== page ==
Wednesday, May 2, 2012

Kids of a Sort

Tonight I was helping in our grades 1-3 choir at church. We were listening to music and drawing something the music made us think about. (This is a fun activity for younger kids, too.)

I came upon this as I walked around.


A girl was carefully sorting her handful of crayons into groups of like colors. Sometimes she would make a mark on her paper to test the color and then put it in the correct place. (I think she even sorted within the same color, too.)

As I watched her work, I thought about my kindergartners. Some kids just have a need to categorize and sort.


No matter what they are doing, this need makes itself known. One boy I know always sorts what he's using as he plays.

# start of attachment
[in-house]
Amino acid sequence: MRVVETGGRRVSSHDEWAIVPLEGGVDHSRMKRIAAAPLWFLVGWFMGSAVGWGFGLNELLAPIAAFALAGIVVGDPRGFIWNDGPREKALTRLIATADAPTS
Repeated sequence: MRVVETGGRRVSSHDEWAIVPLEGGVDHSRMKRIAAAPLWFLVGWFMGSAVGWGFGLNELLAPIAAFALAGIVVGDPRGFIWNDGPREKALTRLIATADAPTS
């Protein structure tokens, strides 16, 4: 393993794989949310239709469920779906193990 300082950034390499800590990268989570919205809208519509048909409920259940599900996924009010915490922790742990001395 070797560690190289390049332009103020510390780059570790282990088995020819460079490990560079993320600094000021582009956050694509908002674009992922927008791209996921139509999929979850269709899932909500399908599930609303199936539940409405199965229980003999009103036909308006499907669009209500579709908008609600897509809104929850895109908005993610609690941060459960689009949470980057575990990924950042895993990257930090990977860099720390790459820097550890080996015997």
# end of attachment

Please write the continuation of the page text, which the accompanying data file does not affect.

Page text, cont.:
Sometimes he creates careful representations of different groups.


Sometimes he just lines things up in a particular order.


If he finds only one of a thing, he groups it with whatever seems to be the nearest to the lone item. ("Purple is kind of like blue. White is kind of like yellow.)


I'm thankful for these kids. One day they will become the organizers and planners. One day they can make sure that apps get written or accounting books get done. Maybe they'll become bankers or mathematicians.


They may become scientists - using similarities and differences to categorize and classify. They may become inventors, seeing how things are like other things. (For example, Velcro is like burrs.)


I'm glad I can foster that kind of thinking. Even when I don't plan to do so. (But it's better if I make sure to have something that can be sorted...if the kids choose to do so.)


What do you give your kids to sort? What have you seen your kids sort?

1 comment:

  1. So true Scott & I'm glad to see that someone sees the potential in organisational skills like this, unfortunately for a while there parents were becoming convinced that any play like this was a sign of Autism. Thanks for a post that will make parents & educators proud of little organisers. Kierna

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